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29 July 2016
From today, visitors to the Museum of London will be able to catch a glimpse of some of the work that goes on behind the scenes and see objects usually housed in our extensive stores. This display is part of a wider collections review and rationalisation project that the museum has been undertaking since 2014 and aims to make the museum's vast and varied social and working history collections more streamlined and easier to manage.
The review also provided the opportunity for the museum to enhance its knowledge of the extensive collections. The display includes a few of the project team’s favourite objects that were researched during the review process. Objects on show include:
Evening Standard offices, model, 1977
This detailed model is an accurate reconstruction of the Process Engraving department of the Evening Standard in 1977. Gifted to the Museum by the maker, it captures the atmosphere of a busy newspaper office at a pivotal moment in London’s printing industry. Within a few years such offices located around the Fleet Street area had closed as massive printing machines replaced an army of workers, requiring a move to larger premises outside the City area.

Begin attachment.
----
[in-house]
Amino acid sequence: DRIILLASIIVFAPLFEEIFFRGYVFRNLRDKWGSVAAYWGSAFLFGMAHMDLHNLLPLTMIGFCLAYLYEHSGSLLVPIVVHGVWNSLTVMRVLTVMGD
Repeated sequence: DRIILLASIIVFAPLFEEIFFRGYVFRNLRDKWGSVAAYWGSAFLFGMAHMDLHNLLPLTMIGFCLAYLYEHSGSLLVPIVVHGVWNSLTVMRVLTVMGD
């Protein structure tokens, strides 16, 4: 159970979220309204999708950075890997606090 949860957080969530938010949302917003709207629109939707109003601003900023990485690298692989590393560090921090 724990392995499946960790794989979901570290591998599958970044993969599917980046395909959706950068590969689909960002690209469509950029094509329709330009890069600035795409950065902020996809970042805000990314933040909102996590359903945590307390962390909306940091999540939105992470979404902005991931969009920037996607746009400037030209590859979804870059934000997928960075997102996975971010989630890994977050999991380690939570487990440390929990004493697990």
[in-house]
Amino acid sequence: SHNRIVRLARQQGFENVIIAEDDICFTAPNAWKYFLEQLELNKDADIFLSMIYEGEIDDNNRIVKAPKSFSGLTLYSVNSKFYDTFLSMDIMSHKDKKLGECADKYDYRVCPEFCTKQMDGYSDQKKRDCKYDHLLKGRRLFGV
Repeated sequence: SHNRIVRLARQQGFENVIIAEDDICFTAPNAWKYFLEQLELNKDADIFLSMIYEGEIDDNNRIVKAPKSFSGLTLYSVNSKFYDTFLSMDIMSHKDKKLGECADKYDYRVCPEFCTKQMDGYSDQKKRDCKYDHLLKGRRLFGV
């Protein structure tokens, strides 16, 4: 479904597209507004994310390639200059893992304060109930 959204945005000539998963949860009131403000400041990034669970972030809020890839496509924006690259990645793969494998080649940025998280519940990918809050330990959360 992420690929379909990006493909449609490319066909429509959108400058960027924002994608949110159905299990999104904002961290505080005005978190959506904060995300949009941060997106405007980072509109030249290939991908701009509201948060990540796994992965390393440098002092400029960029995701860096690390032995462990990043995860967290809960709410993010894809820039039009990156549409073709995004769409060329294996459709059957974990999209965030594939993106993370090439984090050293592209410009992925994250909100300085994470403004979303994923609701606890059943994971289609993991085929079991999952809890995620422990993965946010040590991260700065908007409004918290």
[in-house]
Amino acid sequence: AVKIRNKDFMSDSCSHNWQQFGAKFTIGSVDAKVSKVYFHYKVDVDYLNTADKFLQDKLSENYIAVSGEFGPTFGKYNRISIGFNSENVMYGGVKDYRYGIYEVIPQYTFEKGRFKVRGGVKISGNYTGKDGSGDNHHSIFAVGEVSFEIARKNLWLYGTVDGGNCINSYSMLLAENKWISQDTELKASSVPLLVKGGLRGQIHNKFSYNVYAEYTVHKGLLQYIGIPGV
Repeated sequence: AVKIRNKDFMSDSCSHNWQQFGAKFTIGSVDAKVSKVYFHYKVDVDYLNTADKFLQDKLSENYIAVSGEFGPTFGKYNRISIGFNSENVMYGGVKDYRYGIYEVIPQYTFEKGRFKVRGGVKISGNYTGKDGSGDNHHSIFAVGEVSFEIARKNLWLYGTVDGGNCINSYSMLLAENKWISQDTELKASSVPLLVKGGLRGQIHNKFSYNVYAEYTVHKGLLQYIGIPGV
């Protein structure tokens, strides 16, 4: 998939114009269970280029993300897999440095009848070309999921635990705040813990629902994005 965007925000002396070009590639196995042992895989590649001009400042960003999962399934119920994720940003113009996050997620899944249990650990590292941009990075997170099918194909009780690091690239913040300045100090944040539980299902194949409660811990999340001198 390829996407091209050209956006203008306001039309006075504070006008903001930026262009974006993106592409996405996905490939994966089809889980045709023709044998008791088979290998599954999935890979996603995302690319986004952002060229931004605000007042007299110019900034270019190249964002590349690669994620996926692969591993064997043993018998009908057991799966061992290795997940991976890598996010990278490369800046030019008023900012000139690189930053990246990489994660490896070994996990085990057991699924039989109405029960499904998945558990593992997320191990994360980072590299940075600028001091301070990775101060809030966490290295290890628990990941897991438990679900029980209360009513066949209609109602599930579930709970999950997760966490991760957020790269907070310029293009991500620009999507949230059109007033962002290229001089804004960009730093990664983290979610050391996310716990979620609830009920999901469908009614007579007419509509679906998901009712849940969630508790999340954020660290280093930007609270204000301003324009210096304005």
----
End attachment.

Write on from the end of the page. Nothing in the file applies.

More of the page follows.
Ice cream making machine, 1911 and Ice cream moulds, c.1910
The maker’s label Frozo Specialities, together with our own research, has identified this object as an unusual hand crank domestic ice cream making machine. The moulds were used by the donor whilst working in domestic service in the 1920s. Displayed together, the moulds and the machine represent the huge popularity of homemade ice cream in London households in the early 20th century.
Confectioner’s icing stand, c.1900
This stand was made in Dresden by Müller & Hennig. Records reveal the stand was donated in 1971 and used from the early 20th century by a confectioner based in South Kensington. During the review, however, the museum discovered Müller & Hennig were primarily manufacturers of pastel crayons. It is, therefore, possible the stand was adapted by the confectioner from its original use as an artist’s stand.
Beverley Cook, Social and Working History Curator at the Museum of London, said: “Like most museums we can only display a fraction of our vast collections meaning lots of objects remain in our stores. Objects in storage continue to play a vital role in the museum, however, and are used regularly for teaching, academic research, loans to other museums and temporary exhibitions.”
Beverley continued: “During this exercise we’ve been able to stretch our thinking with regards to the collection and have learned so much that will help us manage our collections and how we acquire in the future. Moreover the project has also benefited other organisations through the transfer of duplicate and surplus items to other museums, universities or charities.”
Further information: www.museumoflondon.org.uk
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